The our headline acts were Davy Viney, Byron Vincent and the brilliant Liberty Hodes. Whilst I enjoyed all their sets I have to say I thought Liberty Hodes was outstanding, her dippy girl style was right up my street and her delivery was spot on. Of the open mic performers I yet again enjoyed the work of Chris Page whom I had seen the previous night and Mel Jones whose work had entertained me at Stand Up Tragedy earlier in the week.
I also enjoyed Australian duo Mel And Sue and there excellent poem I Like Chips which was a protest about the Americanisation of global and this case British culture, and Mab Jones whose poem Poor Queen was in my opinion the stand out piece of the evening and guess who had the job of following it? Yes that’s right yours truly. It’s a good job I was job ready and up for the challenge. My poem Night Shift seemed to go down well and I received several compliments on it at the end of the show. At this juncture Jenny invited me down to Newcastle to enjoy the real Jibba Jabba experience whenever I get the chance. I joked with her that I might need a passport to come down that far, she just giggled and said I might.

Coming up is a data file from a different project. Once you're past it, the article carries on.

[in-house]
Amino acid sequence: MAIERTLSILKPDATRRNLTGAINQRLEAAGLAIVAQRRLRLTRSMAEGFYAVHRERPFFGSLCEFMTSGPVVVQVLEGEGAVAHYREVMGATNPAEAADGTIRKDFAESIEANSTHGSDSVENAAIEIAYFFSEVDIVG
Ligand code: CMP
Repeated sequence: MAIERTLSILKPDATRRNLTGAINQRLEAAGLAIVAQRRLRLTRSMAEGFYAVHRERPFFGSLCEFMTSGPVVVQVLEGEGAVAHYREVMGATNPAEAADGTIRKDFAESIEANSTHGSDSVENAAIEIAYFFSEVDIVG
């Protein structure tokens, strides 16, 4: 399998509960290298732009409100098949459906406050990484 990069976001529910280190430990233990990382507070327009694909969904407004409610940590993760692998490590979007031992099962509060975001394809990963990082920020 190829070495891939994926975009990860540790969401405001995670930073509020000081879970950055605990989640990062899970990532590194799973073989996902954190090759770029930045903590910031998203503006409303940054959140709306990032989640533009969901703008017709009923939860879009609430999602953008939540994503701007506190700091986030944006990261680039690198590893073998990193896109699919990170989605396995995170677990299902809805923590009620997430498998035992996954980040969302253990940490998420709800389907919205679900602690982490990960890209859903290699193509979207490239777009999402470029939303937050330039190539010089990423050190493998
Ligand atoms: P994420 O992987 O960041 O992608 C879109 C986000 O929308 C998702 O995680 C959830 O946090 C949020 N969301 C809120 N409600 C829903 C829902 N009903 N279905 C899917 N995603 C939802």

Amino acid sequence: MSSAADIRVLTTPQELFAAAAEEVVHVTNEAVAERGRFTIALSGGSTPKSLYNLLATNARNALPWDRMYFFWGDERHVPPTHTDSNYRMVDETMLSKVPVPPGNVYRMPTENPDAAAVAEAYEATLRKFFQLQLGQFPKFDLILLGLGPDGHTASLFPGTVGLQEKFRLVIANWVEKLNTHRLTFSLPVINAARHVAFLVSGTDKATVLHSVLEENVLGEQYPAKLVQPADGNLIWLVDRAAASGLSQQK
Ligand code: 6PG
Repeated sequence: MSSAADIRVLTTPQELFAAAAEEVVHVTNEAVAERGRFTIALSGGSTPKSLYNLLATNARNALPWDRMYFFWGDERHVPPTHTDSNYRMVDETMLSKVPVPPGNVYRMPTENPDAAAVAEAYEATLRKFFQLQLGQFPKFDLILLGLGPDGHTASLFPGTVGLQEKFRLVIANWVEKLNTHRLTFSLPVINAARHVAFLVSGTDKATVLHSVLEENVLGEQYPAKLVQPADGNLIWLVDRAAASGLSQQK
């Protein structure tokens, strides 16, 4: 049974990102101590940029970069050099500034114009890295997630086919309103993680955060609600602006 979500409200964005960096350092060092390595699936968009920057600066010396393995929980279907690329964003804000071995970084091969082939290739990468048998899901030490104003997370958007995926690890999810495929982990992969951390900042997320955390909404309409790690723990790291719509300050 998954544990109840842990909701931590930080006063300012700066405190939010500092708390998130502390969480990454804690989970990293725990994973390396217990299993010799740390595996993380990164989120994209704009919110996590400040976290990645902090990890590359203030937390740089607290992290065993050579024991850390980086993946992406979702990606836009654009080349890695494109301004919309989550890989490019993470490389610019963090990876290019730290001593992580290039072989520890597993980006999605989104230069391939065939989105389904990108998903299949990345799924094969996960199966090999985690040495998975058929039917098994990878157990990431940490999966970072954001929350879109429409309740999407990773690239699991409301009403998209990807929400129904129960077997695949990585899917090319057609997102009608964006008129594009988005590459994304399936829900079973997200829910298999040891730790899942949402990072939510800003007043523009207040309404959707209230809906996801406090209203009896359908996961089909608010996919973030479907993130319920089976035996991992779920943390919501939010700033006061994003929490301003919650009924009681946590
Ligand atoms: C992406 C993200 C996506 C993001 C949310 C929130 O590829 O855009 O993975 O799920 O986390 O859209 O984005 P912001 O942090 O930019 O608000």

At the end of the show I had choice to make, go home for an early night or go to the Banshee for a quick diet coke and see what occurred thereafter.
Despite the fact it would have been easier to get to the bus station and go home. I decided such is my logic to go to headquarters aka The Banshee for one last diet coke. As is my want I got myself in to good company and eventually staying until half 9 when I made my way to the bus station and started my journey back to the village at the end of a day where sex war and fantasy football were very pleasant distractions on a truly capital occasion.
Love And Best Wishes